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Romney uses GDP downgrade to hammer Obama on economy

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Republican U.S. presidential candidate and former Massachusetts Governor Mitt Romney speaks during a Veterans for Romney event at American Legion Post 176 September 27, 2012 in Springfield, Virginia.


Updated 3:05 p.m. - SPRINGFIELD, VA -- Mitt Romney seized upon a report revising economic growth in the second quarter downward as his latest piece of evidence in his ongoing effort to cast President Barack Obama's policies as ineffective at boosting the economy.

“We have to have a strong economy. Right now, Russia’s economy is growing at about 4 percent per year. That’s their GDP growth. Ours was just revised last quarter down to 1.3 percent per year -- about a quarter or a fifth the rate of Russia’s," Romney said. "This is a real challenge for us. And this is not just one quarter. This has been going on now for years."

"Our economy needs to be reinvigorated," Romney continued before an audience of some 300 veterans at an American Legion hall in suburban Washington. "And the president has laid out his plan. It’s a continuation of the old plan. We can’t afford four more years of the last four years, all right?”

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Speaking before an audience that is especially attentive to military spending for its impact on the local economy, Romney highlighted the danger posed by planned defense cuts called for in the bipartisan budget deal.

"The White House proposed the sequestration, a kind of gun-to-your-head opportunity, which is if Congress couldn't get the job done properly and the president couldn't lead them, why they would make devastating cuts to our military," Romney said. "The impact will be immediate, and significant right here in Virginia: 136,000 jobs will be lost in Virginia as a result of this move."

For the second day in a row, Romney and Obama squared off in the same critical swing state. Yesterday, they held dueling rallies in Ohio, and as Romney wrapped up his remarks, the president was preparing for his own rally downstate.

The Republican nominee, trailing in most polls of Old Dominion voters, kept his message focused on the few areas where he retains strength, particularly on dealing with the national debt and the deficit, on which he hammered the president again today, while attempting to present the complex problems posed by a burgeoning debt in understandable prose.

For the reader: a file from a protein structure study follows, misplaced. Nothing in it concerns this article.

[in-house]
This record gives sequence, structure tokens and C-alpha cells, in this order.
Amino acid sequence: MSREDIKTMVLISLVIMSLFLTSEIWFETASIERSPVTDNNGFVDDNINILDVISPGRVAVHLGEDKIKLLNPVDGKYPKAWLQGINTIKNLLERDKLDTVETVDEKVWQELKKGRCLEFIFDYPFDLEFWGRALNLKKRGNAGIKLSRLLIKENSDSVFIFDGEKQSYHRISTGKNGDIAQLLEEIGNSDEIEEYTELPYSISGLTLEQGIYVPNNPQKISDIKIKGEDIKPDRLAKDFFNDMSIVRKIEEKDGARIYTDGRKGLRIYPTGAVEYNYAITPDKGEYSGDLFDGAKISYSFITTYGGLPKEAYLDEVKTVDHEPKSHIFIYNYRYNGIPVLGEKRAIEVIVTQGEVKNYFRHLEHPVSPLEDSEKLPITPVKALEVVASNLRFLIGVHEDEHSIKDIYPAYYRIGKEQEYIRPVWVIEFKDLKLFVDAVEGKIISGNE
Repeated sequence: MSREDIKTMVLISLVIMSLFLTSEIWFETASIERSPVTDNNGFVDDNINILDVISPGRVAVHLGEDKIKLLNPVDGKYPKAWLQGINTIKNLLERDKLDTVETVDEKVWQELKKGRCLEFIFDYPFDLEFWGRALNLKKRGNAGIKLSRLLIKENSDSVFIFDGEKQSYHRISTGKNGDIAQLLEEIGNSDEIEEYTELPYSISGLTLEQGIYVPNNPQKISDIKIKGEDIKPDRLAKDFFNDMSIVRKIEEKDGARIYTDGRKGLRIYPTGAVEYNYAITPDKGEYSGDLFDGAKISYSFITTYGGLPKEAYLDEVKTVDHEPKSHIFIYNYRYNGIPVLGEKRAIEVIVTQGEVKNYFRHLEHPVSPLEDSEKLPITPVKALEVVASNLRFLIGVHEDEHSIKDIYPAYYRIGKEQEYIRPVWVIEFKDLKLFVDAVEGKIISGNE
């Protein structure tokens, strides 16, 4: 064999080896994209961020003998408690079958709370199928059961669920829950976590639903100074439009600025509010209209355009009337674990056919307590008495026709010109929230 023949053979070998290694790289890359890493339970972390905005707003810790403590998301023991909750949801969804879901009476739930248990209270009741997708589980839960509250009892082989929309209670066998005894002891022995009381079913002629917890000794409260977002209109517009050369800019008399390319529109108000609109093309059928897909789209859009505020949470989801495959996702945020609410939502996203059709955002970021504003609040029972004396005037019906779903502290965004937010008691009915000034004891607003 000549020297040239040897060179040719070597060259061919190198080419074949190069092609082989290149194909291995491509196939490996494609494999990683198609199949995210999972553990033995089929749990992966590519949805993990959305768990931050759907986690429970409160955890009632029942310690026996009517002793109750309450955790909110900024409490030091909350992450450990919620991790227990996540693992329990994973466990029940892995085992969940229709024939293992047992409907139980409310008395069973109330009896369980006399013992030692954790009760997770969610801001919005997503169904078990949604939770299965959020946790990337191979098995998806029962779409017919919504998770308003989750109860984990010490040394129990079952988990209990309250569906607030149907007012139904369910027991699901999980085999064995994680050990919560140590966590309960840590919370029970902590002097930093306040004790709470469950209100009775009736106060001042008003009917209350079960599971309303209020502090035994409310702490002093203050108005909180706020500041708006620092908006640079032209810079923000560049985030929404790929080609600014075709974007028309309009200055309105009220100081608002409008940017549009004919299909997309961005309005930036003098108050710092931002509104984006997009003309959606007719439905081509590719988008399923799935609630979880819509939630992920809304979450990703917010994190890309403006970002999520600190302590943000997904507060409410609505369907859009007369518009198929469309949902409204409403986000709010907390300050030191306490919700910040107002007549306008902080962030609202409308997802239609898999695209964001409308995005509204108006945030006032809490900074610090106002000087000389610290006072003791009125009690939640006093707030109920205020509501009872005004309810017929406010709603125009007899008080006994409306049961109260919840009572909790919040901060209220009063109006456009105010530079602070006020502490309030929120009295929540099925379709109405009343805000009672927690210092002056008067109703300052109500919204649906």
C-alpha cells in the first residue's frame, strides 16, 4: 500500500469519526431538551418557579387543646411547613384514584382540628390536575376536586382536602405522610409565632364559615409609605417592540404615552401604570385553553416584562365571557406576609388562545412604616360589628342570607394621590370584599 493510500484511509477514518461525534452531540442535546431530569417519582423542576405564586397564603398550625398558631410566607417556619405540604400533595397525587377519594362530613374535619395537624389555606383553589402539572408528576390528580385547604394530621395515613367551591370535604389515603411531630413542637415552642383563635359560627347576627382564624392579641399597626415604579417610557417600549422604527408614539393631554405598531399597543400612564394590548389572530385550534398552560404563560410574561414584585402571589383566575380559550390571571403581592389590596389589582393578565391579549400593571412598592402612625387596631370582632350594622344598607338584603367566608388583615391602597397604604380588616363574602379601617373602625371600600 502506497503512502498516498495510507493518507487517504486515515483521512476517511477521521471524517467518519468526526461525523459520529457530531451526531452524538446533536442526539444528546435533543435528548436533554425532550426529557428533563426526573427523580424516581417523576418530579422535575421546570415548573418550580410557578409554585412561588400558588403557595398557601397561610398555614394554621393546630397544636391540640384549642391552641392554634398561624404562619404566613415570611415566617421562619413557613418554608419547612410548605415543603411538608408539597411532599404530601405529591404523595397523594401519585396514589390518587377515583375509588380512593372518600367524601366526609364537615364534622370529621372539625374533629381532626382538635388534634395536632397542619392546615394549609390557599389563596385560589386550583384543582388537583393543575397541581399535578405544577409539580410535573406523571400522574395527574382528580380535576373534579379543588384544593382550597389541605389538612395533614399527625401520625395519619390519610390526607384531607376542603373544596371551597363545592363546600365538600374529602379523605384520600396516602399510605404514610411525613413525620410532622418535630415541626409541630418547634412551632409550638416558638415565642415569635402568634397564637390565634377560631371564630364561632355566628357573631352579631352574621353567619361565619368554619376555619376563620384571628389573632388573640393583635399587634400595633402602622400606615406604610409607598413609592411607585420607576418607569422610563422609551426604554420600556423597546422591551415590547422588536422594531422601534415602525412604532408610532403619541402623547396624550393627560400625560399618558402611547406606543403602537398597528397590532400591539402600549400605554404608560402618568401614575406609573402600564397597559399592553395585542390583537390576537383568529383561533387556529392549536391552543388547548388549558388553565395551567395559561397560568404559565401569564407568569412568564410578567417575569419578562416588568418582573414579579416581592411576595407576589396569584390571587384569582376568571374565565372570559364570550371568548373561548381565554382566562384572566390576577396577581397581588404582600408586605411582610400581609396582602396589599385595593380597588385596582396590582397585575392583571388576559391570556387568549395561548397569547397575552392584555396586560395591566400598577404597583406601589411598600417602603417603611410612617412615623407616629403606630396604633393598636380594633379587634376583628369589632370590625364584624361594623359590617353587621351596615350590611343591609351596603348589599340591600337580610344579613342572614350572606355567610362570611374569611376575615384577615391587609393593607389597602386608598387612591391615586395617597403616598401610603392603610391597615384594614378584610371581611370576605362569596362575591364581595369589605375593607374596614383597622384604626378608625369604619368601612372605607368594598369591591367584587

"[President Obama's] plan also calls for trillion dollar deficits," Romney said. "Recognize: trillion dollar deficits. That debt is owned by somebody. Someone holds that. That puts America in a position of economic risk, fiscal risk."

For the third straight day, both Mitt Romney and President Barack Obama will be campaigning in the same state. The Daily Rundown's Chuck Todd reports.

"Even with the interest rates real low, we spend more on interest as taxpayers, paying the government debt than we spend on housing agriculture, education and transportation combined," Romney continued. "Its huge! And its going to get a lot bigger. Particularly if every year we add another trillion dollars to the deficit. "

Obama's campaign, which today began airing a new advertisement highlighting Romney's surreptitiously recorded comments at a fundraiser about 47 percent of Americans he said did not pay taxes and thought of themselves as "victims," issued a statement responding to Romney's remarks which seemed designed to draw attention back to the damaging video.

“Mitt Romney would like Virginians to forget how he disdainfully wrote off half of all Americans, including veterans and active duty members, at a fundraiser with high-dollar donors," said spokeswoman Lis Smith. "[Romney's] policies would be disastrous for America’s military, military families, and veterans and we can’t afford them.”

“On the day we learned that American businesses have created 5.1 million private sector jobs over the last 30 months – 453,000 more than originally thought – Mitt Romney’s desperately cherry picking the data to fit his false narrative," added Obama spokesman Danny Kanner. "The truth is that he opposed the President’s jobs proposal, which could still create as many as 1 million additional jobs, and instead proposed plans that independent economists say would slow the recovery and actually cost us nearly a million jobs."